15. ^ Deng, Grazia Ting; Xiao, Allen Hai (2016). "Aspiring to Motility: Chinese Petty Entrepreneurs in Italy". In Sagiyama, Ikuko; Pedone, Valentina (eds.). Transcending Borders: Selected Papers in East Asian Studies (PDF). Firenze: Firenze University Press. pp. 3–25. Archived from the original (PDF) on August 9, 2021.
  16. ^ Denison, Tom; Arunachalam, Dharmalingam; Johanson, Graeme; Smyth, Russell (2009). "The Chinese Community in Prato". In Johanson, G.; Smyth, R.; French, R. (eds.). Living Outside the Walls: The Chinese in Prato. Cambridge Scholars Publishing. pp. 2–24. ISBN 978-1-4438-0356-4.
  17. ^ a b Shen, Kecheng 沈克成; Shen, Jia 沈迦 (2009). Wēnzhōuhuà cíyǔ kǎoshì 温州话词语考释 (in Chinese). Ningbo: Ningbo chubanshe. pp. 758–760.
  18. ^ Mei, Tsu-lin (1970). "Tones and Prosody in Middle Chinese and the Origin of the Rising Tone". Harvard Journal of Asiatic Studies. 30: 86–110. doi:10.2307/2718766. JSTOR 2718766.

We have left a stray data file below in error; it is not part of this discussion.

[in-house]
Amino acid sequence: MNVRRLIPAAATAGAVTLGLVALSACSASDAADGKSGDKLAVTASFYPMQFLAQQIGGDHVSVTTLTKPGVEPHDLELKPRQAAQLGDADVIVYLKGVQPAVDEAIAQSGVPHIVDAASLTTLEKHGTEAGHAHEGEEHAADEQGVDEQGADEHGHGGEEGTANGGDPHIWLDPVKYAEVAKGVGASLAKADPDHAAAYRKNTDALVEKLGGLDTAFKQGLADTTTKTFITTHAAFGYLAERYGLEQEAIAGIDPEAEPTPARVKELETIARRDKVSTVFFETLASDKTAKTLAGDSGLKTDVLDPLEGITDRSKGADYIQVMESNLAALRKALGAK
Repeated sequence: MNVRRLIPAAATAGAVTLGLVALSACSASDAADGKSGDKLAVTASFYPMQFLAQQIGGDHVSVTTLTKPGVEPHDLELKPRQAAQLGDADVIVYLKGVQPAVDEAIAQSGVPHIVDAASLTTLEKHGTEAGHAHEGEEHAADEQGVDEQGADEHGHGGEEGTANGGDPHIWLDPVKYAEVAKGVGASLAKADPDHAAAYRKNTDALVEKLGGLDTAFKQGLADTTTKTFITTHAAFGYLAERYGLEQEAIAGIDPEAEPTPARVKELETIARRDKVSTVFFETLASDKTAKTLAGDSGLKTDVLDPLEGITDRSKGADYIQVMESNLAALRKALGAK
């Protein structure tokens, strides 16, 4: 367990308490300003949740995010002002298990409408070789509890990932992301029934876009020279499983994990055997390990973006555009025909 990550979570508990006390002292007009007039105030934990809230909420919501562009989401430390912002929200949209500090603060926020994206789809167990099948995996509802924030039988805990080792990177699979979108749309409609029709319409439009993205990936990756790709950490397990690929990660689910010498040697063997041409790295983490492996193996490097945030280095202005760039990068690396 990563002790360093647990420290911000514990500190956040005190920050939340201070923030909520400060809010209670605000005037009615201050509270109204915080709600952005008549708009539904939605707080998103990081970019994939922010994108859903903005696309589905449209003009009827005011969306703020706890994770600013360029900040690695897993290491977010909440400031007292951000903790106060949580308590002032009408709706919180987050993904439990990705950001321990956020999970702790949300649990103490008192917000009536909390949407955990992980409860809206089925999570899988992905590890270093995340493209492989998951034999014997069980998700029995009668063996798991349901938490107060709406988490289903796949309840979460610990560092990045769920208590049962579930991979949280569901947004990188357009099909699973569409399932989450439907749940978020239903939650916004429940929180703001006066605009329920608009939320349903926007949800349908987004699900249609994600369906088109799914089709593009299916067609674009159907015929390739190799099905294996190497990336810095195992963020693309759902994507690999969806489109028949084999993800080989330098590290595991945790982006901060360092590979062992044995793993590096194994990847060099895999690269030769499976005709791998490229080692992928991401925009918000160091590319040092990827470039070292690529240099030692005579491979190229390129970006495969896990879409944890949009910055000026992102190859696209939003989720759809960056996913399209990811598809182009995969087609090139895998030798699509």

19. ^ Rose, Phil (2008). "17. Oujiang Wu tones and acoustic reconstruction". In Bowern, Claire; Evans, Bethwyn; Miceli, Luisa (eds.). Morphology and Language History: In Honour of Harold Koch. Current Issues in Linguistic Theory. Vol. 298. Amsterdam: John Benjamins. p. 237. doi:10.1075/cilt.298.21ros. ISBN 978-90-272-4814-5.
  20. ^ a b Chen, Matthew Y. (2000). Tone Sandhi: Patterns Across Chinese Dialects. Cambridge: Cambridge University Press. p. 476.
  21. ^ a b Bao, Zhiming (1999). The Structure of Tone. New York: Oxford University Press. p. 119. ISBN 0-19-511880-4.
  22. ^ "Wǎngyǒu zǒngjié zuì nán dǒng fāngyán: Wēnzhōuhuà ràng dí jūn qiètīng yě tīng bù dǒng" 网友总结最难懂方言:温州话让敌军窃听也听不懂. Wǎngyì xīnwén 网易新闻 (in Simplified Chinese). Archived from the original on 2018-12-10. Retrieved 2019-01-20.
  23. ^ 关于越南战争期间中方使用的密码语言,有一说认为并不是温州话,而是来自温州苍南县(当时仍属平阳县)钱库一带的蛮话,参见 访今寻古之三:扑朔迷离说蛮话[permanent dead link],苍南广电网 (in Chinese)
  24. ^ Chaò-Chḯ Yi-sû Chī-tuh Sang Iah Sing Shī: Sz̀ fuh-iang tà sź-du 'ae-djüe fa üe-tsiu t'û¹-'ò. Dà-ìang sing-shï whaỳi yiáng-ge. 1894. p. 564. (in Wenzhounese).

General sources